Monday, April 25, 2011

Getting Start with Android

Repost from old blog (Nov. 5, 2009) with some updates.

On the eve of the launch of Motorola Droid by Verizon Wireless, I started working on Android. I picked Android because its huge potential market. Second, I can utilized my current tools to develop mobile apps without spending more money. With this current economy, I need to save for the rainning days. I can use my existing Windows system to develop an Android app. On the other hand, I need to spend thousand dollar more to purchase a MacBook for iPhone development.

System Requirements (http://developer.android.com/sdk/requirements.html) need to install in order
1. First thing first, download and install JavaTM Platform, Standard Edition Development Kit (JDKTM) if it's not exist in your system. For Ubuntu Linux, using Ubuntu Software Center to install and configure Sun Java(TM) Development Kit 6 sun-java6-jdk package.
2. Download and extract Eclipse IDE for Java EE Developers to your root (C:\) in Microsoft Windows or your home folder in Linux. For Ubuntu Linux, the current version in Software Center is not up to date and you may forgot to install other required development plug-ins like eclipse-pde, eclipse-jdt in addition to Eclipse Integrated Development Environment, so just download the latest version from Eclipse.org site and extract to your home folder.
3. Download and extract Android SDK to your root (C:\) in Microsoft Windows or your home folder in Linux.
Optional:
For Microsoft Windows, update system variables path=%path%;C:\android-sdk-windows\tools if necessary according to http://developer.android.com/sdk/installing.html
4. Download and configure ADT Plugin for Eclipse per instructions at http://developer.android.com/sdk/eclipse-adt.html#preparing
5. Adding SDK Components

Finally, working with the first simple sample project: "Hello, World" http://developer.android.com/guide/tutorials/hello-world.html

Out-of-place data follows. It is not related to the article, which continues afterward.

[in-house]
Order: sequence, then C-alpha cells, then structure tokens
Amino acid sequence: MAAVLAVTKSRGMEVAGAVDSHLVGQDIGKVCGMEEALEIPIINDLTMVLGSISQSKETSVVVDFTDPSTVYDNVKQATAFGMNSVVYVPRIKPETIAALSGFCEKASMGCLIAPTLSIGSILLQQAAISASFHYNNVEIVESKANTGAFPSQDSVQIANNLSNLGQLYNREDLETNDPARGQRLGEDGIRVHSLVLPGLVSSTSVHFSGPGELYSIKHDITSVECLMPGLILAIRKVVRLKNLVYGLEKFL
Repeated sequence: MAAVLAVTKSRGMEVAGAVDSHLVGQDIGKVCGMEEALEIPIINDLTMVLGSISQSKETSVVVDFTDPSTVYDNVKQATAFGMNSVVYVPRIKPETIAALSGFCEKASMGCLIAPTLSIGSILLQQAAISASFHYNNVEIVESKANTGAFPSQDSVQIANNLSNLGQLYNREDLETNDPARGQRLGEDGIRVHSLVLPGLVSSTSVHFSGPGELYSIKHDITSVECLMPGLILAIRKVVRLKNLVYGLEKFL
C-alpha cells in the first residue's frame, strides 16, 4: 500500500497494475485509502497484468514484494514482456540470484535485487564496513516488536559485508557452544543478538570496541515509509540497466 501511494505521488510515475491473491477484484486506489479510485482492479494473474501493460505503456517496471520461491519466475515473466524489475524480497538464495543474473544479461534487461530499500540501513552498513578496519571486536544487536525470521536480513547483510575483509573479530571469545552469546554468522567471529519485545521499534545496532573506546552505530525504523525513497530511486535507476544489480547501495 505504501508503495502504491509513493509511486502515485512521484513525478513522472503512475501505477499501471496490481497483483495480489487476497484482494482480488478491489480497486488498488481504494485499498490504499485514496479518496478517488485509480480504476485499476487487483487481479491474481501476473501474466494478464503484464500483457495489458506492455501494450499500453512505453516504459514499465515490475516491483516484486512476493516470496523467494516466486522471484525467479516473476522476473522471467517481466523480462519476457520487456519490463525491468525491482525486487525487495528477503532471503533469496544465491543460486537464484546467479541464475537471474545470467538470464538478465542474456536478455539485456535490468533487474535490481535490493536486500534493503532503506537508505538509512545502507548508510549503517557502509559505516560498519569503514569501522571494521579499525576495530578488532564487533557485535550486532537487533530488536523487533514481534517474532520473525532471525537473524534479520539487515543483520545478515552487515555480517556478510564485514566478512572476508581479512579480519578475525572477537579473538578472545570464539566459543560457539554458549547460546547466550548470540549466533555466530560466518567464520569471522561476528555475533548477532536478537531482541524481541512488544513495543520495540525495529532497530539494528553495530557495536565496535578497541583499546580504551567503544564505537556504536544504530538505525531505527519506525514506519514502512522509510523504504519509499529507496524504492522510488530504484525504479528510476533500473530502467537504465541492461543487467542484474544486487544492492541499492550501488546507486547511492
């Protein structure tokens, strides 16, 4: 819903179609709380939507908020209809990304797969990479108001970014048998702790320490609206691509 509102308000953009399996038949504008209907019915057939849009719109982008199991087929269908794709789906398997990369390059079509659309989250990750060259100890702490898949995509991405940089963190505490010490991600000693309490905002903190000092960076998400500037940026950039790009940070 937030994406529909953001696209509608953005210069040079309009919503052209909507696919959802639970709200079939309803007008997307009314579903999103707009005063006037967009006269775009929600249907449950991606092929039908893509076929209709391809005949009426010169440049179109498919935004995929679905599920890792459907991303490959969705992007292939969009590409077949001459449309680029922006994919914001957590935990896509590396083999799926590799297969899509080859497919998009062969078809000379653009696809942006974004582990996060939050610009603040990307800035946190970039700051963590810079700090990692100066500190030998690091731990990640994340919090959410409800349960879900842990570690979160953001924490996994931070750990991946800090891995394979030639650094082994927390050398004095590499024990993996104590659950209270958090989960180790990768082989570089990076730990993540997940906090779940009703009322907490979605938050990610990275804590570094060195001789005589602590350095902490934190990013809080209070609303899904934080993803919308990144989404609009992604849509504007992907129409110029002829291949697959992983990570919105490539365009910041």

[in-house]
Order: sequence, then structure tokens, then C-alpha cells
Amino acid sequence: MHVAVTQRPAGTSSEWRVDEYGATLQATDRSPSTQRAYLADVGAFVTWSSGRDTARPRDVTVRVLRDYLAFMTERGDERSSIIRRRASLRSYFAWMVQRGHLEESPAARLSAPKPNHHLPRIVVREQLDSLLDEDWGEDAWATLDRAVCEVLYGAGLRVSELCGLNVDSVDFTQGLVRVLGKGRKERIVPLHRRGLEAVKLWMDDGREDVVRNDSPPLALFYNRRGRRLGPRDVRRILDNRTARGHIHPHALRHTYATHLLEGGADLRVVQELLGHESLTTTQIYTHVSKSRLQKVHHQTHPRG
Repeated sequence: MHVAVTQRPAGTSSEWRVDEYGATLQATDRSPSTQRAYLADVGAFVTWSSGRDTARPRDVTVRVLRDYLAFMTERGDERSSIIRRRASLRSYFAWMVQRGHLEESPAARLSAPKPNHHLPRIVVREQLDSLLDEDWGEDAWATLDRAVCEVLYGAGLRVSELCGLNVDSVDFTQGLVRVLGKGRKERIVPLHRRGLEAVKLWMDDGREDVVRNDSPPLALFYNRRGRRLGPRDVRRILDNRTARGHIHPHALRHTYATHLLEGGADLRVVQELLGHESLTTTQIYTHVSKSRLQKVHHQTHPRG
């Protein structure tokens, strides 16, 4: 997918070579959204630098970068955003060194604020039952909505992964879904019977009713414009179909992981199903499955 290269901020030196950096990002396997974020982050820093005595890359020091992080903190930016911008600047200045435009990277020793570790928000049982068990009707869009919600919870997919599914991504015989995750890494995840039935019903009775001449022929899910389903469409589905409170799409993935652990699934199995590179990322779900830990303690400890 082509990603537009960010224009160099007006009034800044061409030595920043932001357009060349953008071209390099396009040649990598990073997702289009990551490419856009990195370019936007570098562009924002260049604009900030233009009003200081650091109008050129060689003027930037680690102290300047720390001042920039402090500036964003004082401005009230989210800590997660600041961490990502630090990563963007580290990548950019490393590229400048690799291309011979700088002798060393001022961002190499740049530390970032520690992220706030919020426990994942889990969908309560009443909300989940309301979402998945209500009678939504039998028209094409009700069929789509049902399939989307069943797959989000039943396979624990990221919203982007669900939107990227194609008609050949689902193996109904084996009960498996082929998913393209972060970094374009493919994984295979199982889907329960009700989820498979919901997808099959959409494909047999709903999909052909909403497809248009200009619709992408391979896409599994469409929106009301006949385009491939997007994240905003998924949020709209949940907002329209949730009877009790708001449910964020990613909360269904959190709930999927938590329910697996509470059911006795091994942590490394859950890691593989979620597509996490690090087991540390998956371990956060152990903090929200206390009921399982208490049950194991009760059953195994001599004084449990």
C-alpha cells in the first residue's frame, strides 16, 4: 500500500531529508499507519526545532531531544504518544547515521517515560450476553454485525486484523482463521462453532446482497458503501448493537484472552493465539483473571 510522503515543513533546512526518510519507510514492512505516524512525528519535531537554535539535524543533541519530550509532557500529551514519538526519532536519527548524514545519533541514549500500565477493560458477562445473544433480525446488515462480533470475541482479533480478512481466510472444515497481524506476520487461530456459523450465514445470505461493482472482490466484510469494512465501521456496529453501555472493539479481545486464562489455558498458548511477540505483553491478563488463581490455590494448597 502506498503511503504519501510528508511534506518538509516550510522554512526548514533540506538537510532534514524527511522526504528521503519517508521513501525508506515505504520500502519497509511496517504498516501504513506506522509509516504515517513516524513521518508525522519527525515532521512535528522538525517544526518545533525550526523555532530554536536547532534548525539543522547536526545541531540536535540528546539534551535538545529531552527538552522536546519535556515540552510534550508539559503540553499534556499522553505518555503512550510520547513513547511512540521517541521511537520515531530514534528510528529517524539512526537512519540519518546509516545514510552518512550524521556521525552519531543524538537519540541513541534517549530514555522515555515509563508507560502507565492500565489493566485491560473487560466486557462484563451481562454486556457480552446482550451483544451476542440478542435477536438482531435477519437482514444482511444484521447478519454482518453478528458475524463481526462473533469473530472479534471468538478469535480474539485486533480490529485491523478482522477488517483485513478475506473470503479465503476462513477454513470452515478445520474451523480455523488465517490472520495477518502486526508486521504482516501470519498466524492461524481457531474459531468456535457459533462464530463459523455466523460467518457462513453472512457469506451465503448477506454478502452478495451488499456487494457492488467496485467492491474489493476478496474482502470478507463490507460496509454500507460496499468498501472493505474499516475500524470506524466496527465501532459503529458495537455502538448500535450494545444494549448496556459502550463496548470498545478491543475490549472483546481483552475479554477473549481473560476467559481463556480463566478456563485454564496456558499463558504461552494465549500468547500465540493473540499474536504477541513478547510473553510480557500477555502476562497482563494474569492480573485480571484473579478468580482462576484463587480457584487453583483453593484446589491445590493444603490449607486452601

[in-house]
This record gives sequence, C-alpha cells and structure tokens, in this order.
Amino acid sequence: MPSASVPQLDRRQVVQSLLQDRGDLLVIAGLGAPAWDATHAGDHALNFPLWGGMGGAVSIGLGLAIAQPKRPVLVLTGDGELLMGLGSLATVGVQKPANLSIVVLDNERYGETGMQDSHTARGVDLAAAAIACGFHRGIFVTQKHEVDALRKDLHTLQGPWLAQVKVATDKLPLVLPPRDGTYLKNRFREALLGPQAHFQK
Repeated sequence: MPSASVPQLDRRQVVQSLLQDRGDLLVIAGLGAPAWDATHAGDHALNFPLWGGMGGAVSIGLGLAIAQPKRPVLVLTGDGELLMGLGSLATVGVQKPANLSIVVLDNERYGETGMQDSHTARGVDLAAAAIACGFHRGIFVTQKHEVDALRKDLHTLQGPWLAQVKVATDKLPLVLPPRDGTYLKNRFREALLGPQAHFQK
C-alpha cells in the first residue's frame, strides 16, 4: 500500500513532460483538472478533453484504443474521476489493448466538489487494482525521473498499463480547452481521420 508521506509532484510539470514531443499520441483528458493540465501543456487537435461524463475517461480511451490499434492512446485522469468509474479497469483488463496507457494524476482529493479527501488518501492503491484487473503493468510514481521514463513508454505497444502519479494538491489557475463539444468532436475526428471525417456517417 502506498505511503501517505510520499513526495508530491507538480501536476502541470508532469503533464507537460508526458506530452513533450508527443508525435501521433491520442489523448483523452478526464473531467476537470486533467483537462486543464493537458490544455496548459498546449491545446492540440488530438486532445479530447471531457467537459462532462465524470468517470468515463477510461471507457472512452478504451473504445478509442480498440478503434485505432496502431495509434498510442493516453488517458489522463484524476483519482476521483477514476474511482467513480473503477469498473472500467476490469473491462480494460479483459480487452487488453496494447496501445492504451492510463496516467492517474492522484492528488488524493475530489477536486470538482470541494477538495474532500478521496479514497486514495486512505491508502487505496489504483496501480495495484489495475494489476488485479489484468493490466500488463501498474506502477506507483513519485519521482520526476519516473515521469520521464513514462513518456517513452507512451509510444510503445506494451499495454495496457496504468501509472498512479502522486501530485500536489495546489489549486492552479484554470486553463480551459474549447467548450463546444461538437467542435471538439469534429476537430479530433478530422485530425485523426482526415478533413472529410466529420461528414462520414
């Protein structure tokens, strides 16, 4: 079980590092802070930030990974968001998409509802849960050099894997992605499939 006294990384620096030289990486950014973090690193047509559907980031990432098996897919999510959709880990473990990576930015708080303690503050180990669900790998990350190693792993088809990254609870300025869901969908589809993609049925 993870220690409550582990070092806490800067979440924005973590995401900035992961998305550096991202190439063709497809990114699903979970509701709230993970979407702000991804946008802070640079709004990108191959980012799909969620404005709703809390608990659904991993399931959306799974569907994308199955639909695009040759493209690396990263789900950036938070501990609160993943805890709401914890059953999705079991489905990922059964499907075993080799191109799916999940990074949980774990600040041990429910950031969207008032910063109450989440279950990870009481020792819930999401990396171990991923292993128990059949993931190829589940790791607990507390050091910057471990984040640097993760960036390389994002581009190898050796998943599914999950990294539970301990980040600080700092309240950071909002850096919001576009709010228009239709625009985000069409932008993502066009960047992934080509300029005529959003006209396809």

Sunday, April 17, 2011

Compare 3G, 4G,Wi-Fi, WiMAX, and Ethernet (Wired)

Summary from Wikipedia and other places in internet:

3G is a generation of standards for mobile phones and mobile telecommunications services fulfilling specifications by the International Telecommunication Union. Application services include wide-area wireless voice telephone, mobile Internet access, video calls and mobile TV, all in a mobile environment.

4G is the fourth generation of cellular wireless standards. It is a successor to 3G and 2G families of standards. A 4G system is expected to provide a comprehensive and secure all-IP based solution where facilities such as ultra-broadband (giga-bit speed such as 1000+ MiB/s) Internet access, IP telephony, gaming services, and streamed multimedia may be provided to users.

Wi-Fi is a trademark of the Wi-Fi Alliance. It is not a technical term. However, the Alliance has generally enforced its use to describe only a narrow range of connectivity technologies including wireless local area network (WLAN) based on the IEEE 802.11 standards, device to device connectivity.

WiMAX (Worldwide Interoperability for Microwave Access) is a telecommunications protocol that provides fixed and fully mobile Internet access. The current WiMAX revision provides up to 40 Mbit/s with the IEEE 802.16m update expected to offer up to 1 Gbit/s fixed speeds.

Ethernet is a family of frame-based computer networking technologies for local area networks (LANs).  Ethernet is standardized as IEEE 802.3. The combination of the twisted pair versions of Ethernet for connecting end systems to the network, along with the fiber optic versions for site backbones, is the most widespread wired LAN technology. It has been used from around 1980 to the present.

Data transfer rates in order from low to high speed:

  • 3G:  128Kbps to 384Kbps
  • 10BASE-T Ethernet (Wired) 802.3: 10Mbps
  • Wi-Fi 802.11b: 11MBps (Max)
  • Wi-Fi 802.11g: 54MBps (Max)
  • 100BASE-T Fast Ethernet (Wired) 802.3u: 100 Mbps
  • Wi-Fi 802.11n: 300MBps  (Max)
  • 4G: 100Mbps (mobile) to 1GBps (fixed)
  • WiMax 802.16m: 40Mbps to 1Gbps
  • 1000BASE-T Fast Ethernet (Wired) 802.3: 1GBps

4G and Wi-Fi have almost the same bandwidth. The difference between them is in range. Wi-Fi is targeted to cover low range networks, while 4G was designed to replace high range mobile networks.